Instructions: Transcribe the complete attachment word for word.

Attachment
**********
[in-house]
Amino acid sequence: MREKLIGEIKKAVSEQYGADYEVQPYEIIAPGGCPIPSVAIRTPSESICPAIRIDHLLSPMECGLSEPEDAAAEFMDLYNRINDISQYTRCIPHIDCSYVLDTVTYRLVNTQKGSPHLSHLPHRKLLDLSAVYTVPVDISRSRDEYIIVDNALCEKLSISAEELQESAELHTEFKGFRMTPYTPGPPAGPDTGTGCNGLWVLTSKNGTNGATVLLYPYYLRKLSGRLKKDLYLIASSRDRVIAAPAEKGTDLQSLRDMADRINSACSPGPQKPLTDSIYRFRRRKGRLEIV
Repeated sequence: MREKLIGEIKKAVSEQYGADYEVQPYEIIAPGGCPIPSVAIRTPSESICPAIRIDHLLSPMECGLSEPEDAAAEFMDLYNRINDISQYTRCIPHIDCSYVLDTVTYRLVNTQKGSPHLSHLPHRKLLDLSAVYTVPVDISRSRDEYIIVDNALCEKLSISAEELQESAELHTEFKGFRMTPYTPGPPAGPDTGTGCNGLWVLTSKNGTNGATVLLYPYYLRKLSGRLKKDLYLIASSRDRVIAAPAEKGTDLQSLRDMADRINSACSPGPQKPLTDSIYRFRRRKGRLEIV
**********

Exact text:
[in-house]
Amino acid sequence: MREKLIGEIKKAVSEQYGADYEVQPYEIIAPGGCPIPSVAIRTPSESICPAIRIDHLLSPMECGLSEPEDAAAEFMDLYNRINDISQYTRCIPHIDCSYVLDTVTYRLVNTQKGSPHLSHLPHRKLLDLSAVYTVPVDISRSRDEYIIVDNALCEKLSISAEELQESAELHTEFKGFRMTPYTPGPPAGPDTGTGCNGLWVLTSKNGTNGATVLLYPYYLRKLSGRLKKDLYLIASSRDRVIAAPAEKGTDLQSLRDMADRINSACSPGPQKPLTDSIYRFRRRKGRLEIV
Repeated sequence: MREKLIGEIKKAVSEQYGADYEVQPYEIIAPGGCPIPSVAIRTPSESICPAIRIDHLLSPMECGLSEPEDAAAEFMDLYNRINDISQYTRCIPHIDCSYVLDTVTYRLVNTQKGSPHLSHLPHRKLLDLSAVYTVPVDISRSRDEYIIVDNALCEKLSISAEELQESAELHTEFKGFRMTPYTPGPPAGPDTGTGCNGLWVLTSKNGTNGATVLLYPYYLRKLSGRLKKDLYLIASSRDRVIAAPAEKGTDLQSLRDMADRINSACSPGPQKPLTDSIYRFRRRKGRLEIV